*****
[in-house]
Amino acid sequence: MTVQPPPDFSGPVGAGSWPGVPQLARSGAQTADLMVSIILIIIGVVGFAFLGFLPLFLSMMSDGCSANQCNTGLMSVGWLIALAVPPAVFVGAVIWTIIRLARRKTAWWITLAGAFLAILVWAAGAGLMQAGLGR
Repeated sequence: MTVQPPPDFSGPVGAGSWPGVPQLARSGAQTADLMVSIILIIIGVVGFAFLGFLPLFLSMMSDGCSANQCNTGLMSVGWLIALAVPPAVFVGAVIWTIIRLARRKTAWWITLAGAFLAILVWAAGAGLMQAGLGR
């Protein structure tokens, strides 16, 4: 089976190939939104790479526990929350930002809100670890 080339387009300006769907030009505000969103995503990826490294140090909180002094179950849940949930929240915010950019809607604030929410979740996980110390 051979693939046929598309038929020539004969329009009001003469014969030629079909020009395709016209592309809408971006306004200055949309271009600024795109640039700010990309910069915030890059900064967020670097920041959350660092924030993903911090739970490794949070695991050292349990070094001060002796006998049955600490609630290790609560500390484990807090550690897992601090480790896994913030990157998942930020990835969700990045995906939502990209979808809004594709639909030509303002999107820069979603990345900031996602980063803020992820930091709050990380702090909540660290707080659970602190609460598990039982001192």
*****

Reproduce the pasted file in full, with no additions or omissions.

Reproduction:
[in-house]
Amino acid sequence: MTVQPPPDFSGPVGAGSWPGVPQLARSGAQTADLMVSIILIIIGVVGFAFLGFLPLFLSMMSDGCSANQCNTGLMSVGWLIALAVPPAVFVGAVIWTIIRLARRKTAWWITLAGAFLAILVWAAGAGLMQAGLGR
Repeated sequence: MTVQPPPDFSGPVGAGSWPGVPQLARSGAQTADLMVSIILIIIGVVGFAFLGFLPLFLSMMSDGCSANQCNTGLMSVGWLIALAVPPAVFVGAVIWTIIRLARRKTAWWITLAGAFLAILVWAAGAGLMQAGLGR
């Protein structure tokens, strides 16, 4: 089976190939939104790479526990929350930002809100670890 080339387009300006769907030009505000969103995503990826490294140090909180002094179950849940949930929240915010950019809607604030929410979740996980110390 051979693939046929598309038929020539004969329009009001003469014969030629079909020009395709016209592309809408971006306004200055949309271009600024795109640039700010990309910069915030890059900064967020670097920041959350660092924030993903911090739970490794949070695991050292349990070094001060002796006998049955600490609630290790609560500390484990807090550690897992601090480790896994913030990157998942930020990835969700990045995906939502990209979808809004594709639909030509303002999107820069979603990345900031996602980063803020992820930091709050990380702090909540660290707080659970602190609460598990039982001192």